A lot has been written about strategy and shelves of books have been published on this subject, especially so on business strategy. When I sit in a “strategy” meeting, it always annoys me when the participants do not know what “strategy” actually means, and started talking about visions and missions and stuffs, drawing up huge balance scorecards that has like two dozen items on them, draw up a humongous budget that will quickly be irrelevant in 2 months’ time, and talking endlessly on big topics using big and bombastic words, chic and trendy words etc. Sometimes it becomes unbearable.
Unbearable because I know after all these talks, nothing will come out of it and all it has done is to create big bureaucratic procedures and multiple reporting and tracking mechanism that does not really solve the problem or tackle the issue. Everyone has a good holiday, good talking session, good food, etc. except for the shareholders and owners who actually put up money to pay their salaries and expenses.
Not that I am any expert in strategy but for me, strategy has to be clean, straightforward and easy to understand. The actual tactical and execution part of it can be and is usually messy and detailed oriented but the strategy itself must be clear and straightforward, framing the issue at hand and tackle it head on. There is no need for high level language and busy looking charts.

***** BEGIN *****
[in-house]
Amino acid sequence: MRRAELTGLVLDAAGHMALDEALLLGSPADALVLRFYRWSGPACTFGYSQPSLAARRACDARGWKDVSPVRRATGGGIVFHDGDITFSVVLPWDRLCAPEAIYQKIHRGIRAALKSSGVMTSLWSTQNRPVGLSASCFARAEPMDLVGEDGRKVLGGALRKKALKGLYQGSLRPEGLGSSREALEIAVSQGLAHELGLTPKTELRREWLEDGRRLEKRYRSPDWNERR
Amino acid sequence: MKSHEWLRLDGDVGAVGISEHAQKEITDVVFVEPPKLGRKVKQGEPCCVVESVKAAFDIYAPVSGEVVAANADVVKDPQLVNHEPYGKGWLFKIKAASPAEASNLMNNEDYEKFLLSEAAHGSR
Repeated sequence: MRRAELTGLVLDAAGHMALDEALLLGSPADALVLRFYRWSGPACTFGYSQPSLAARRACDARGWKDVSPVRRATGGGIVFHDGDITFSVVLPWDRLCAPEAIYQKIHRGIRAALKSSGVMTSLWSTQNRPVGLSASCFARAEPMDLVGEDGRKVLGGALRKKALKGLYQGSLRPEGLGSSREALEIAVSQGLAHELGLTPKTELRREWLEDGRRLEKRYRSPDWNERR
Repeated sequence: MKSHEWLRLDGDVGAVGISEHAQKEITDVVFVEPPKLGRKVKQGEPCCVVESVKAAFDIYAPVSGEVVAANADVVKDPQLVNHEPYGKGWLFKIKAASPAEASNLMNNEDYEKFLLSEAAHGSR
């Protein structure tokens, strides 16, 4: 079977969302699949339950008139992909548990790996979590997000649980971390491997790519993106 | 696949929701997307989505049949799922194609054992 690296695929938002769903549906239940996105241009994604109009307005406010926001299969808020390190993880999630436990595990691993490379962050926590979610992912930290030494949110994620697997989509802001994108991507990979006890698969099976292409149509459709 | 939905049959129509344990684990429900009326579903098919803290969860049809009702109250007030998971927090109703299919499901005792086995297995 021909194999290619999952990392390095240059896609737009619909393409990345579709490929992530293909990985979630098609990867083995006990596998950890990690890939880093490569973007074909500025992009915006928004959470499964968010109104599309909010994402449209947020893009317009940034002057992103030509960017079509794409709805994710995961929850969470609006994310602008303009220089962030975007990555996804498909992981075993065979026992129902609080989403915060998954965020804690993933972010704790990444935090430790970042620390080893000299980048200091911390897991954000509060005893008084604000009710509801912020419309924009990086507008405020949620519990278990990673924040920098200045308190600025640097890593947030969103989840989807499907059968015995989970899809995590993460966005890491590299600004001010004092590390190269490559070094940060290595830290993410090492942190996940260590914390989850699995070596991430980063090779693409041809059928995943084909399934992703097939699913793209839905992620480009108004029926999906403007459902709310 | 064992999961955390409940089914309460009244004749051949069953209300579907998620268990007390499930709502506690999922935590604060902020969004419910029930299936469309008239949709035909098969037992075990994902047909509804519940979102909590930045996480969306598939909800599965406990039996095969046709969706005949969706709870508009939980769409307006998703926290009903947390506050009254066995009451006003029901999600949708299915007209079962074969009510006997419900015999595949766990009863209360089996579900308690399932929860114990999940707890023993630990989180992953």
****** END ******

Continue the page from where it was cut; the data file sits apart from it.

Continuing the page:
During the course of my working life and studies, I have read numerous books on strategy but the one that I find closest to what I am thinking is this book called GOOD STRATEGY/BAD STRATEGY by Richard Rumelt. It is such a delightful book to read and it gives me the same sense of urgency, no-nonsense way to tackle challenges at hand. Roll up your sleeves and find a way to punch the opponent with your maximum force hitting their weakest spot. A good read and I recommend it to anyone interested in strategy.